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Think Tank Seeks Backing for UBI Trial

Plans have been unveiled for a Universal Basic Income (UBI) trial in the UK, with the think tank Autonomy currently seeking financial backing. It is hoped that the trial will span over two years with participants receiving £1,600 each month and being in control of how they spend or save the funds.

One spokesperson from Autonomy stated that that UBI is a “would directly alleviate poverty and boost millions of people’s wellbeing: the potential benefits are just too large to ignore.” This follows a similar scheme being trailed in Wales which has seen a UBI of £19,200 a year before tax being granted to 500 18-year-olds, though the Welsh government have since dropped the term ‘universal’. Proponents of UBI argue that it provides citizens with greater financial autonomy, reduces bureaucracy and will provide financial security for individuals whose job security may be under threat.

Presidential hopeful Andrew Yang famously proposed UBI for the US. This would have seen UBI of

$1,000 per month given to everyone over 18. This would have been partially funded by a 10-percentage point increase in VAT and reducing the size of other social programmes. According to the US Tax Foundation, this would have cost the US $2.8 trillion each year – no doubt sticking point for any

subsequent debt-ceiling talks.

US Labour Market Data

A stronger than expected result for US payrolls numbers on Friday sent the dollar into the weekend on the front foot. The report said that 339,000 jobs were added in the month of May, which was 30% higher than analysts had expected. The print is a double-edged sword for the US economy, with strong job creation meaning that consumption is still strong and therefore inflation is likely to linger for longer. A high employment rate also leads to faster wage increases and with wage growth making up a part of “core inflation”, there is a greater probability that increased costs become embedded into goods and services, because this is an input cost that doesn’t come back down again. The Federal Reserve had been of the mind that they’d put a pause on the rate hiking cycle until after the summer, but in broadcasting those thoughts to the market, they may have shot themselves in the foot a little; as they may want to consider a July hike on the back of this news, but won’t want to be accused of being unreliable when it comes to telegraphing their intentions. Interest rates in the US sit at 5.25%, with major banks expecting another couple of hikes to come by the end of the year – though if they get one in before the summer, we could see the terminal rate start with a 6.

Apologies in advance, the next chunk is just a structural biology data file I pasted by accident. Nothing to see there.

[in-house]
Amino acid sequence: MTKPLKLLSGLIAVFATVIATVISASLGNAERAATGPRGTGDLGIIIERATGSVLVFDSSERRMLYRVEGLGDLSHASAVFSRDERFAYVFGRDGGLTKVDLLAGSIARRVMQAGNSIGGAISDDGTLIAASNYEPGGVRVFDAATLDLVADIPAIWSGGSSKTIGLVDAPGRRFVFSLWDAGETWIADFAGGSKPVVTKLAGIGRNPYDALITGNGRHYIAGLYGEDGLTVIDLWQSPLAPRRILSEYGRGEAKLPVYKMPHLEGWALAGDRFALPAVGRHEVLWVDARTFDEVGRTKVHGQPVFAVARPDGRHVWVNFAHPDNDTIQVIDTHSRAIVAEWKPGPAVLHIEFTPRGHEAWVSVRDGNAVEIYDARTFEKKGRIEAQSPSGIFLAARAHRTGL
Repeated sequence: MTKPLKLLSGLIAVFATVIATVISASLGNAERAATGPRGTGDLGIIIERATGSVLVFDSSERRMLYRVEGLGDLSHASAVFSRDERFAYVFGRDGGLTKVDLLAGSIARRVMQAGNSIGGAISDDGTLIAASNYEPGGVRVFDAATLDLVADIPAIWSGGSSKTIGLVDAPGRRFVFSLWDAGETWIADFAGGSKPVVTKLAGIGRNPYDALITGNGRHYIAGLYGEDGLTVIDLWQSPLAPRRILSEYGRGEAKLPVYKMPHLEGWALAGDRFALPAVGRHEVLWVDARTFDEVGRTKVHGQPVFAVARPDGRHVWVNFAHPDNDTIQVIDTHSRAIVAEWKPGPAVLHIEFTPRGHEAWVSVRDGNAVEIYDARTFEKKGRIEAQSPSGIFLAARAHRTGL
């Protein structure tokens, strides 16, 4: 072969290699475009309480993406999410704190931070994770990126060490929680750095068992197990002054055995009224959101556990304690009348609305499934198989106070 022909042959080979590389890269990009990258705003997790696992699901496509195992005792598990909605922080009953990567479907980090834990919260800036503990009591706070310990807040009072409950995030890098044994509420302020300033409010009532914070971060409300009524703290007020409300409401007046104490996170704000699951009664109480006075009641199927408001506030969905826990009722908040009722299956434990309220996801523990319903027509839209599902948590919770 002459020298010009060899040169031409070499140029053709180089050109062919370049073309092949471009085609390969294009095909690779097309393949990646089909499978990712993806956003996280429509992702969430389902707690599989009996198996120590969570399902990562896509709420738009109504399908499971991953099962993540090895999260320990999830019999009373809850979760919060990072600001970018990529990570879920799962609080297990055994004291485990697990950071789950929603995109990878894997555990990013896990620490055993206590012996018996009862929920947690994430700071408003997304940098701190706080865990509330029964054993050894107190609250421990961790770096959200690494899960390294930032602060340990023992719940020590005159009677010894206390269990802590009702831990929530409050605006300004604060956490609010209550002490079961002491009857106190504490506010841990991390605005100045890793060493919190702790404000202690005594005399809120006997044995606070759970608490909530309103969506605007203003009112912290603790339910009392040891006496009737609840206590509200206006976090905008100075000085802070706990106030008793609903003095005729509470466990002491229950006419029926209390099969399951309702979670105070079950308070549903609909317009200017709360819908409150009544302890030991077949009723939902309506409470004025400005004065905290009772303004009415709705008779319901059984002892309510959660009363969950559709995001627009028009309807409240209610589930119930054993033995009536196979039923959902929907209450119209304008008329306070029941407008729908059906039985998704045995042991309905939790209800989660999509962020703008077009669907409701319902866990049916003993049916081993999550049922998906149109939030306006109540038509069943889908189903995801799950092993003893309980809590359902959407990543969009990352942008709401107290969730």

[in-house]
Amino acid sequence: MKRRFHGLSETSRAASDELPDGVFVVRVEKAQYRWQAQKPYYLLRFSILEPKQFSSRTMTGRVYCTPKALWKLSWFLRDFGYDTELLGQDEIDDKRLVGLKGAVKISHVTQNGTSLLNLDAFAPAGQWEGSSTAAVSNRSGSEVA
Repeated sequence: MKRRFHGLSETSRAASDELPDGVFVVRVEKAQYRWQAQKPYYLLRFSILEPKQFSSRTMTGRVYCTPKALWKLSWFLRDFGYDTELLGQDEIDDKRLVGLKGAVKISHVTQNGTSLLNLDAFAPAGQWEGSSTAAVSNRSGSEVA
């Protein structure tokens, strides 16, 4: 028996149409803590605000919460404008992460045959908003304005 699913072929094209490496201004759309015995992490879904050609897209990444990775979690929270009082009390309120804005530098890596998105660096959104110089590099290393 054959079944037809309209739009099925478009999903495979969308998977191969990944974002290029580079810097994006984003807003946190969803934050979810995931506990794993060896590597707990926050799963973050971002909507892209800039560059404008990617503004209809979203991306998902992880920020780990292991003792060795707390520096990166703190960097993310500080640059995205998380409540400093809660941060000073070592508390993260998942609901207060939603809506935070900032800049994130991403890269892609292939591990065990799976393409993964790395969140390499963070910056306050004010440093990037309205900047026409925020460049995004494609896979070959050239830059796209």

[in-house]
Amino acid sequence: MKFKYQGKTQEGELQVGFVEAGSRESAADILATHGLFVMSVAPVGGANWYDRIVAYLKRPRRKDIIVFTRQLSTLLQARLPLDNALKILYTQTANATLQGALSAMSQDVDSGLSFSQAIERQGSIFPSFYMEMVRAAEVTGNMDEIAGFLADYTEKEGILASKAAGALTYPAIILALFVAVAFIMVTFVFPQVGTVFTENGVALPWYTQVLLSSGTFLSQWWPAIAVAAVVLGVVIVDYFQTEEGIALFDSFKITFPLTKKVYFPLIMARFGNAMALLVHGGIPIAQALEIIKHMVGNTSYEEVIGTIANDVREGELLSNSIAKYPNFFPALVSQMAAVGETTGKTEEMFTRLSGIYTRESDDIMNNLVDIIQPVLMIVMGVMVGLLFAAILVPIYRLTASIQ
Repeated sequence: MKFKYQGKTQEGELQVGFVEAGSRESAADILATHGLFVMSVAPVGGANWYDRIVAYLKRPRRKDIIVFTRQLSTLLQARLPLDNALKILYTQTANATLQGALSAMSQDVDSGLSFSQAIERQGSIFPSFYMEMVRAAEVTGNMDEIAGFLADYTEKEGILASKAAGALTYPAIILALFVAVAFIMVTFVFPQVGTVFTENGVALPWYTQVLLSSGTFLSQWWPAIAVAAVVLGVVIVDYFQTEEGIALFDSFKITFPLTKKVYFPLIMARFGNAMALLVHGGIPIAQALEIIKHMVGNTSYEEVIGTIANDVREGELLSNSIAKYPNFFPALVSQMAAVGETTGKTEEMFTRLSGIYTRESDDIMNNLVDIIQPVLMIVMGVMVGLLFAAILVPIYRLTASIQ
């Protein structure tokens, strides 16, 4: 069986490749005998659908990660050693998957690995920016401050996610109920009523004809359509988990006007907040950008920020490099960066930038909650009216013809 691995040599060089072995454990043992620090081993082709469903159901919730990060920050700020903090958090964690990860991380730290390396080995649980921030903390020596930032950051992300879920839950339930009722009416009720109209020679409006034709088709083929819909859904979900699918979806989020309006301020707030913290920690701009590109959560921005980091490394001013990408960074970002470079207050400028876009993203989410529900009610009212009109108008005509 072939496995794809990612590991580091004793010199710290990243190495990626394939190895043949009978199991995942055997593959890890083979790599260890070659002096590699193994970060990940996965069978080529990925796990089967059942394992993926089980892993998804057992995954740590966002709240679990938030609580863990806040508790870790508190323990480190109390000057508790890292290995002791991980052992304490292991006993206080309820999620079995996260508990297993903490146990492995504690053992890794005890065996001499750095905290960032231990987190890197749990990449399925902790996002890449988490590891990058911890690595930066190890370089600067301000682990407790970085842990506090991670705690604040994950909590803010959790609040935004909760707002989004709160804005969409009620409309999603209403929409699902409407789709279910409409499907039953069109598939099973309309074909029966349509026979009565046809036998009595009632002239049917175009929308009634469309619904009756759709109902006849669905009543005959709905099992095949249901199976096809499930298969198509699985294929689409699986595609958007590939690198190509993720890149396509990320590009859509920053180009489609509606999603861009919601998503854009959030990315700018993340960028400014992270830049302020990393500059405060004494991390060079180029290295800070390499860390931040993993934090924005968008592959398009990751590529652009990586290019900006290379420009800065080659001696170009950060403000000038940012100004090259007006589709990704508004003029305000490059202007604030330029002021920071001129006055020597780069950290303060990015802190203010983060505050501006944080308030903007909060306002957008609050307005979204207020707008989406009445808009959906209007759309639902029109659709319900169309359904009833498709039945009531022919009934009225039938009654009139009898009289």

UK Housing Market

Rates in the UK are also a bone of contention, with the knock-on effects of uncertainty over how far they could rise pushing banks to withdraw thousands of mortgage deals over the weekend: Santander withdrew a number of products, whilst TSB has stopped offering ten-year fixed deals altogether. Other banks and building societies have said that they will be updating their products and prices this week. This comes hot on the heels of other property news, where house prices fell at their fastest pace in more than a decade, falling by 3.4% in May. The pace of decline comes squarely because of affordability, which will have been dealt a further blow by this news from the banks. Interestingly, the average rate term in the UK is 3.5 years, which means that the recent rate spiral will still take plenty of time to be fully felt across the market. In countries where the average term is a lot shorter, such as Sweden, we’re seeing much faster price declines, having already fallen more than 15% over the last 18 months. Capital Economics are forecasting UK house prices to fall a further 8% from where they are now.

Saudi Arabia Announces Further Oil Cuts

As OPEC+ delegates met for their latest meeting, high on their agenda was how to protect oil prices which have come under pressure in recent weeks due to concerns around Chinese growth and US rate hikes. With Saudi Energy Minister Prince Abdulaziz bin Salman saying, “will do whatever is necessary to bring stability to this market” it was announced that Saudi Arabia will now enact another cut of 1 million bpd in July. This move will see Saudi oil production fall to its lowest level in several years (around 9m bpd), though their decision came in contrast to Russia and the UAE which will not cut production.  The decision has seen WTI crude futures rise by over 4.5% to around $75 per barrel.

Looking Ahead

We’ve got a reasonable data haul to look forward to this week, with UK PMI surveys out first thing today, European retail sales tomorrow and GDP numbers from Japan and the eurozone to keep us entertained on Thursday. We’re not quite into summer trading yet, so liquidity will still be plentiful and, hopefully, markets will behave themselves.

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